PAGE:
Most of the big names in tech hardware have already released June quarter numbers and provided their assessment for the second half of this year. These include Apple Inc., Taiwan Semiconductor Manufacturing Co., Samsung Electronics Co. and Intel Corp.
Overall, we can conclude that consumer spending and spending on discretionary items – those that are short-term or non-essential – are falling sharply. Yet business demand is robust, especially for infrastructure and equipment such as data centers, communication networks and industrial applications.
The escalation of inflation is a major factor of uncertainty. Consumer prices in the United States soared 9.1% in June, the highest level in more than 40 years, and central banks around the world are raising interest rates to address the problem. This higher cost of money is hurting the economy, plunging the United States into two consecutive quarters of declining GDP (a so-called technical recession). Meanwhile, China – the world’s second-largest economy – is grappling with Covid-19 lockdowns and a worsening property crisis.
TSMC was one of the first to deliver its financial report and predict the future. If one only looked at this company, and not too deeply, one would think that all is well with the world. Earnings beat estimates and its outlook far exceeded analysts’ expectations. But amid the fine print and pie charts, there was some clarity about what’s hot and what’s not.
Sales of chips used in smartphones rose only 3% from the previous quarter, no longer representing the largest revenue bracket. In contrast, high-performance computing, which includes processors used in artificial intelligence, data centers and 5G mobile networks, grew by 13%. Revenue for this division was up about 50% from a year earlier, according to calculations by Bloomberg Opinion.
Figures from Intel and Samsung tell a similar story.
As the world’s largest manufacturer of central processing units (CPUs) for computers and servers, Intel depends on only a small part of the technology industry. It doesn’t look pretty. Revenues from its client computing group, which sells chips used in desktop and laptop computers, fell 25% from a year earlier, as that division’s operating margin shrank 65%. Its data center division fell 16%, in part because customers who make data center servers try to cut inventory, and a greater proportion of what it sold were low-cost chips. . Tellingly, its network and edge division (wired and wireless communications) actually soared. What’s most chilling is that Intel has cut its full-year revenue outlook by 15%.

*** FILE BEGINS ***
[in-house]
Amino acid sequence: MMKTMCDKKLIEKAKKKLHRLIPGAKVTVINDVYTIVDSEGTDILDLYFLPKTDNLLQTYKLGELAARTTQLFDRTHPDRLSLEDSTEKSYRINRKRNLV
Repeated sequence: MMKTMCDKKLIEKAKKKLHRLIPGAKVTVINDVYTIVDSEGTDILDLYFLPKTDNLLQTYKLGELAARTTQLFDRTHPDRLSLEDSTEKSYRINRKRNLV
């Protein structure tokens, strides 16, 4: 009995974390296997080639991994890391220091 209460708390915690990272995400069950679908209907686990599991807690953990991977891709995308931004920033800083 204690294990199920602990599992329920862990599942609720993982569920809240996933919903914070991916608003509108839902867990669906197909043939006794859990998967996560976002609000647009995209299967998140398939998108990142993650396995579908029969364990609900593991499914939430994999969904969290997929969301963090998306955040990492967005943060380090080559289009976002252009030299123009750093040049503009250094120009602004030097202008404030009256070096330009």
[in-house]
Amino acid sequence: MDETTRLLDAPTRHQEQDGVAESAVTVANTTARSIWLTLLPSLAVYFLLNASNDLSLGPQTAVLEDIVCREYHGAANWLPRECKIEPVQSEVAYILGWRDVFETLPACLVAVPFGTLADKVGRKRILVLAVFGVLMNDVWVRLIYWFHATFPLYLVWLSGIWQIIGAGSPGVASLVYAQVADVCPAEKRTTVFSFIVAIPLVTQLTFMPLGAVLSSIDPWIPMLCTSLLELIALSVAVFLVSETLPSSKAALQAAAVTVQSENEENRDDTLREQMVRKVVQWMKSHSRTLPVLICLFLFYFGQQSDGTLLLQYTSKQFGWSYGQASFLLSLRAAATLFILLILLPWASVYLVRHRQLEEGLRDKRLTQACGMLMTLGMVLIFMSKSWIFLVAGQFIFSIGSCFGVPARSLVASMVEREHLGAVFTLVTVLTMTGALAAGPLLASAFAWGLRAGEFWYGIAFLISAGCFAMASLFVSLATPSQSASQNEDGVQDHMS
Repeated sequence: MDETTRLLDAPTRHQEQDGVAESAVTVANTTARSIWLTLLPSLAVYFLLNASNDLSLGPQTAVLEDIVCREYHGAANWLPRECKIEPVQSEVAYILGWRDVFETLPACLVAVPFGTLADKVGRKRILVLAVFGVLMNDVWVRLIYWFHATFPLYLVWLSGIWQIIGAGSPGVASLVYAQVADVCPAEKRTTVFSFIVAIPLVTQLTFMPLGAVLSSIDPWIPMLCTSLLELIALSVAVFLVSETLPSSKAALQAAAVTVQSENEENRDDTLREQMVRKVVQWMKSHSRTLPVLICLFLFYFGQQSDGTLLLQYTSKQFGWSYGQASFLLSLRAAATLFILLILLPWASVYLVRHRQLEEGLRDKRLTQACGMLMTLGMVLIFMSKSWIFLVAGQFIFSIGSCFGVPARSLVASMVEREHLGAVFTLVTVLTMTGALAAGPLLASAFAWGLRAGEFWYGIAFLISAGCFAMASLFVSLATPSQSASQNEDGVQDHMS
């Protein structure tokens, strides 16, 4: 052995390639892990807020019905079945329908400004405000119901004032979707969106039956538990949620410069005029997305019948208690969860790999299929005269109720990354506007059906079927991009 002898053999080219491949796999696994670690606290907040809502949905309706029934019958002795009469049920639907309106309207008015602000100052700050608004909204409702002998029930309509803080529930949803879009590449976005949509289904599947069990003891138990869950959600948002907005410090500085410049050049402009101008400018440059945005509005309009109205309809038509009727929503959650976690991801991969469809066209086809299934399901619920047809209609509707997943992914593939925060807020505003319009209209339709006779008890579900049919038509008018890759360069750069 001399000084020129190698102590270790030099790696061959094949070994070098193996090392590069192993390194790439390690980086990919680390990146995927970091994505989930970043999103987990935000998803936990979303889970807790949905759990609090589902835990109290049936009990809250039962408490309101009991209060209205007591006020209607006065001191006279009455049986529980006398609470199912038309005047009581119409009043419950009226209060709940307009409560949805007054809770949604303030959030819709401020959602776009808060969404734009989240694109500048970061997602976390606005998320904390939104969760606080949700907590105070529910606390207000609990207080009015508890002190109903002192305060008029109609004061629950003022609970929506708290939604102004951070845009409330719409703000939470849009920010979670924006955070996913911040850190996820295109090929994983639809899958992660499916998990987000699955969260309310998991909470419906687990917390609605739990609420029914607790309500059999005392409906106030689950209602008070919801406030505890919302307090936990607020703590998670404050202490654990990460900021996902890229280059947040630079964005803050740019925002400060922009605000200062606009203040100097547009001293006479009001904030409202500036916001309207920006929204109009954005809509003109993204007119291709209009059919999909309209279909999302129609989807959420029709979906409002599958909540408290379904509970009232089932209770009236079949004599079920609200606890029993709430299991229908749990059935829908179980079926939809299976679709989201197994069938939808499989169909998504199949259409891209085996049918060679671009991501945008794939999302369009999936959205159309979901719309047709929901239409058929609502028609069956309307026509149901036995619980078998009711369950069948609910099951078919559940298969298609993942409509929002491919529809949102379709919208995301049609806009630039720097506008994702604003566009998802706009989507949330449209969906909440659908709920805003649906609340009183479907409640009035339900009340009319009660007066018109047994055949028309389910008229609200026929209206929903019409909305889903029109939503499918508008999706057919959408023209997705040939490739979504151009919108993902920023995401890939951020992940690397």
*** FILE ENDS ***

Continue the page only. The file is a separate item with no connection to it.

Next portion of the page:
At Samsung, slumping consumer demand is hurting memory chip sales, the bread and butter of the South Korean giant’s revenue, because people just aren’t buying personal computers as much. Smartphone sales were also weak, he added. Still, demand for memory used in enterprise applications such as servers remains solid, as does that for its 5G network infrastructure business. The company also issued a simple warning that problems in the PC industry could spill over to enterprises. Lattice Semiconductor Corp., a small designer of specialty chips, showed a similar trend on Monday. Its consumer division fell, while its industrials, automotive and communications sectors soared.
Apple is a curious case. iPhone revenue rose a modest 2.8% from a year ago. Still, its services business, which includes Music, iCloud and the App Store, jumped 12%. Meanwhile, Mac sales fell 10%. We tend to think of smartphones as a discretionary consumer purchase, and Apple’s more expensive computers as being aimed at businesses and niche users like designers and software developers. Rather, these numbers may indicate that a new iPhone is a must-have, especially if it’s time to upgrade, whereas buying a fancy new laptop or powerful desktop computer can wait a bit longer. long time.
There is plenty to see until the end of this year. Inflation is still unchecked, the Russian invasion of Ukraine continues (with an impact on energy prices), sporadic blockages are still occurring in China and tension is rising in the Taiwan Strait . If business demand continues, including long-term investment in communications and data center infrastructure, the tech sector could come out relatively unscathed. But if economic uncertainty lasts too long, even areas that once seemed robust are likely to falter.
More from Bloomberg Opinion:
• TSMC has a $40 billion inflation vaccine: Tim Culpan
• What is most important? Covid zero or three red lines: Shuli Ren
• Hiking early doesn’t mean taking a break later: Daniel Moss
This column does not necessarily reflect the opinion of the Editorial Board or of Bloomberg LP and its owners.
Tim Culpan is a Bloomberg Opinion columnist covering technology in Asia. Previously, he was a technology reporter for Bloomberg News.
More stories like this are available at bloomberg.com/opinion